Causes of Youth Suicide

Teen suicide has been on the rise for years. Researchers have analyzed mortality rates and trends worldwide to see what the causes are.

Some of the warning signs include frequent complaining of stomachaches or headaches, withdrawing from friends, and apathy about work and school. Drug abuse is also common in teens who commit suicide.


Stress from everyday problems like bullying, family or school pressures and recurring physical health issues can lead to suicide in youth. Often, these small worries and discomforts are ignored by kids, and can accumulate over time. This can affect the body physically, as well, and contribute to chronic diseases like allergies.

Certain groups of kids are at higher risk of suicidal thoughts, including LGBTQ youth and children from low-income backgrounds. Kids who have experienced trauma, or separation from loved ones due to abuse, violence or death may also be at risk. Other warning signs include increased alcohol or drug use, and changes in sleep and eating patterns. Research shows that training gatekeepers to recognize and respond to warning signs can lower rates of suicide among kids.


Depression, a mood disorder that can cause people to feel helpless and hopeless, is a leading risk factor in suicide among teens. It can make teens more vulnerable to suicide when they experience other risk factors or life stressors such as academic pressure, drug use, loss of a valued relationship or frequent changes in residence or family patterns.

A depressed teen may seem more isolated or withdrawn, spend less time grooming, show drastic change in school performance and/or appearance, or write suicide notes. They may be irritable, angry and impulsive.

Teens who are suicidal need to talk with someone they trust, such as a physician or counselor. They also need to be reassured that they are not alone and their feelings are treatable. They need to be given a mix of medications and therapy to recover from depression and the desire to kill themselves.


In addition to the underlying depression, anxiety may be another factor in youth suicide. The combination of chronic stress, self-doubt, peer pressure to perform, financial uncertainty and relationship conflicts can cause a teen or young person to feel trapped and hopeless. When they are unable to find help or relief, they may decide that killing themselves is the only way out.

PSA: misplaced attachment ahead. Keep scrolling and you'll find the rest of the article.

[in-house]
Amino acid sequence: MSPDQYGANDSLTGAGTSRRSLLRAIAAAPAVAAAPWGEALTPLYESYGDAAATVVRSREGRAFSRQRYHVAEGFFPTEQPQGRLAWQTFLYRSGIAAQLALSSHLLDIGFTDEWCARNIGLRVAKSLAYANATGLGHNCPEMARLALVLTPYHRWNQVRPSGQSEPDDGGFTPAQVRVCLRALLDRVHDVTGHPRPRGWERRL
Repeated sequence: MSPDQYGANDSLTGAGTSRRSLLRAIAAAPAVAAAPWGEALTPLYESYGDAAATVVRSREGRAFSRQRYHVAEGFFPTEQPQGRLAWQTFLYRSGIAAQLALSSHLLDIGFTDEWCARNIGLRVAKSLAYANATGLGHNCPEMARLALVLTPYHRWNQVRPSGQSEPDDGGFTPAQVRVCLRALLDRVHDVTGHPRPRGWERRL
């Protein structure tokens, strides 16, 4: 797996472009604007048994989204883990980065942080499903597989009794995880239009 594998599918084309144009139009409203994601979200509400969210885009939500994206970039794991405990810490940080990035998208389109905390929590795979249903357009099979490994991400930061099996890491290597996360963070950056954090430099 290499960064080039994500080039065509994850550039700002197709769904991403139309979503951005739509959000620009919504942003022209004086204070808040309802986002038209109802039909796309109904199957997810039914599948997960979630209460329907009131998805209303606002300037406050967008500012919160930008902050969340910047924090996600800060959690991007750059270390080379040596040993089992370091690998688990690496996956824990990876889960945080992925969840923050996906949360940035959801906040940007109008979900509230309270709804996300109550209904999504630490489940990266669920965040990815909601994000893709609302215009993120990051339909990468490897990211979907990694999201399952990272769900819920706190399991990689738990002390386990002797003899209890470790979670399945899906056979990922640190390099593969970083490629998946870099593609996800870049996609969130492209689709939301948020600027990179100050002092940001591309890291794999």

If your teen is talking about suicide, it’s important to listen without judgment and offer support. Make sure that they have access to a mental health professional and restrict access to lethal means, like medication, cigarettes or weapons. Treatment options for anxiety include talk therapy, such as acceptance and commitment therapy (ACT), dialectical behavioral therapy (DBT) and eye movement desensitization and reprocessing (EMDR). Some healthcare professionals may prescribe medications from the benzodiazepine class of antidepressants, including alprazolam (Xanax). In some cases, it can also help to take regular exercise, avoid caffeine, alcohol and drugs.

Obsessive-Compulsive Disorder (OCD)

Although it is true that people with OCD are at higher risk for suicidal thoughts and behaviors, many of these people do not attempt suicide or do not complete suicide. However, it is important to take this issue seriously and monitor suicide symptoms in these patients as they undergo treatment.

In a recent study, researchers used a matched case-cohort design to compare lifetime suicidal behavior in individuals with OCD who were referred for treatment to a psychiatric clinic with those from the general population who did not seek care. The results of this study showed that OCD alone was associated with a significantly increased risk for suicidal behavior.

This finding may be due to the high rates of comorbidity with OCD, and to the fact that suicide attempts are often based on a combination of factors including OCD. It also seems that childhood trauma and/or early adversities, such as physical or sexual abuse, severe punishments, and a lack of trust in others, are risk factors for OCD-related suicidality.


Addiction is a serious problem that can lead to youth suicide. Young people who use alcohol and drugs are at risk of academic difficulties, health-related problems (including mental health), involvement with the juvenile justice system, and poor peer relationships.

Drug use can exacerbate underlying mental health issues and cause new ones, increasing the risk of suicidal thoughts and behaviour. Additionally, the use of drugs can result in social isolation, making it harder for people to reach out for help.

If you know someone who is abusing substances, don’t hesitate to have an open and non-judgmental conversation with them. If they exhibit warning signs, or are at risk of attempting suicide, seek emergency department treatment. You may also want to contact a crisis centre in your area.